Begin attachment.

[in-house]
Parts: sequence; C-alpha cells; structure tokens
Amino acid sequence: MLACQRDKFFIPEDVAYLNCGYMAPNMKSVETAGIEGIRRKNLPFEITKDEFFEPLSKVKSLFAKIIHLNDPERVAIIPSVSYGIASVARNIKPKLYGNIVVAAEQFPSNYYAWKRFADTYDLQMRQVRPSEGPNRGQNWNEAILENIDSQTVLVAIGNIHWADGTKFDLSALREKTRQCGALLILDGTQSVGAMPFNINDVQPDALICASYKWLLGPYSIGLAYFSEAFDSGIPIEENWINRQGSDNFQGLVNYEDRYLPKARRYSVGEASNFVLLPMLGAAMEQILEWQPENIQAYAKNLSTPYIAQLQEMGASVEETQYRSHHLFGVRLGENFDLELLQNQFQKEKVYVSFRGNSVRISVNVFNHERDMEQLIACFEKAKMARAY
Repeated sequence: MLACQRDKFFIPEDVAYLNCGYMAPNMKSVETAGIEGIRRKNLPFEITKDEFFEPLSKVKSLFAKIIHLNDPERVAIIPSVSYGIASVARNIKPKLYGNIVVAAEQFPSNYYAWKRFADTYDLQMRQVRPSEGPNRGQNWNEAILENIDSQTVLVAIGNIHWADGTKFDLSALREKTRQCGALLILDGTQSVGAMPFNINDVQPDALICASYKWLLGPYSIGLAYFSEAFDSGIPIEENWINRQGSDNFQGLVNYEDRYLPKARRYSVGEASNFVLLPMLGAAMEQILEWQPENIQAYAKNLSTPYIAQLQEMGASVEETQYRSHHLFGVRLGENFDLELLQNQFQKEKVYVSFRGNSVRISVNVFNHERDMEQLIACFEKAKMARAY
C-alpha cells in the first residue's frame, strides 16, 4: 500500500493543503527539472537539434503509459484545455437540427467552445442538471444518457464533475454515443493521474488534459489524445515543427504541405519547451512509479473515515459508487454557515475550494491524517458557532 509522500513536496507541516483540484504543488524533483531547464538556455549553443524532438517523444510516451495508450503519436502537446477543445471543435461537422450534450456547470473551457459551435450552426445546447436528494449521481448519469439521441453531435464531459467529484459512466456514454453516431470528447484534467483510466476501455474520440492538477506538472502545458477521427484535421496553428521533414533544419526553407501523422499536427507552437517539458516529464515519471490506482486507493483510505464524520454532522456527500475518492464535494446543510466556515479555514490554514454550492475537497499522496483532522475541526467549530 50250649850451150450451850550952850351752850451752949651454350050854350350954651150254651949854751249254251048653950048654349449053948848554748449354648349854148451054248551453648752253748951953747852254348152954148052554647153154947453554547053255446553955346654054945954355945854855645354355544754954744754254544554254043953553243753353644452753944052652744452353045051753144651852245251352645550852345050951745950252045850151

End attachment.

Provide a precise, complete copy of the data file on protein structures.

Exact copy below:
[in-house]
Parts: sequence; C-alpha cells; structure tokens
Amino acid sequence: MLACQRDKFFIPEDVAYLNCGYMAPNMKSVETAGIEGIRRKNLPFEITKDEFFEPLSKVKSLFAKIIHLNDPERVAIIPSVSYGIASVARNIKPKLYGNIVVAAEQFPSNYYAWKRFADTYDLQMRQVRPSEGPNRGQNWNEAILENIDSQTVLVAIGNIHWADGTKFDLSALREKTRQCGALLILDGTQSVGAMPFNINDVQPDALICASYKWLLGPYSIGLAYFSEAFDSGIPIEENWINRQGSDNFQGLVNYEDRYLPKARRYSVGEASNFVLLPMLGAAMEQILEWQPENIQAYAKNLSTPYIAQLQEMGASVEETQYRSHHLFGVRLGENFDLELLQNQFQKEKVYVSFRGNSVRISVNVFNHERDMEQLIACFEKAKMARAY
Repeated sequence: MLACQRDKFFIPEDVAYLNCGYMAPNMKSVETAGIEGIRRKNLPFEITKDEFFEPLSKVKSLFAKIIHLNDPERVAIIPSVSYGIASVARNIKPKLYGNIVVAAEQFPSNYYAWKRFADTYDLQMRQVRPSEGPNRGQNWNEAILENIDSQTVLVAIGNIHWADGTKFDLSALREKTRQCGALLILDGTQSVGAMPFNINDVQPDALICASYKWLLGPYSIGLAYFSEAFDSGIPIEENWINRQGSDNFQGLVNYEDRYLPKARRYSVGEASNFVLLPMLGAAMEQILEWQPENIQAYAKNLSTPYIAQLQEMGASVEETQYRSHHLFGVRLGENFDLELLQNQFQKEKVYVSFRGNSVRISVNVFNHERDMEQLIACFEKAKMARAY
C-alpha cells in the first residue's frame, strides 16, 4: 500500500493543503527539472537539434503509459484545455437540427467552445442538471444518457464533475454515443493521474488534459489524445515543427504541405519547451512509479473515515459508487454557515475550494491524517458557532 509522500513536496507541516483540484504543488524533483531547464538556455549553443524532438517523444510516451495508450503519436502537446477543445471543435461537422450534450456547470473551457459551435450552426445546447436528494449521481448519469439521441453531435464531459467529484459512466456514454453516431470528447484534467483510466476501455474520440492538477506538472502545458477521427484535421496553428521533414533544419526553407501523422499536427507552437517539458516529464515519471490506482486507493483510505464524520454532522456527500475518492464535494446543510466556515479555514490554514454550492475537497499522496483532522475541526467549530 50250649850451150450451850550952850351752850451752949651454350050854350350954651150254651949854751249254251048653950048654349449053948848554748449354648349854148451054248551453648752253748951953747852254348152954148052554647153154947453554547053255446553955346654054945954355945854855645354355544754954744754254544554254043953553243753353644452753944052652744452353045051753144651852245251352645550852345050951745950252045850151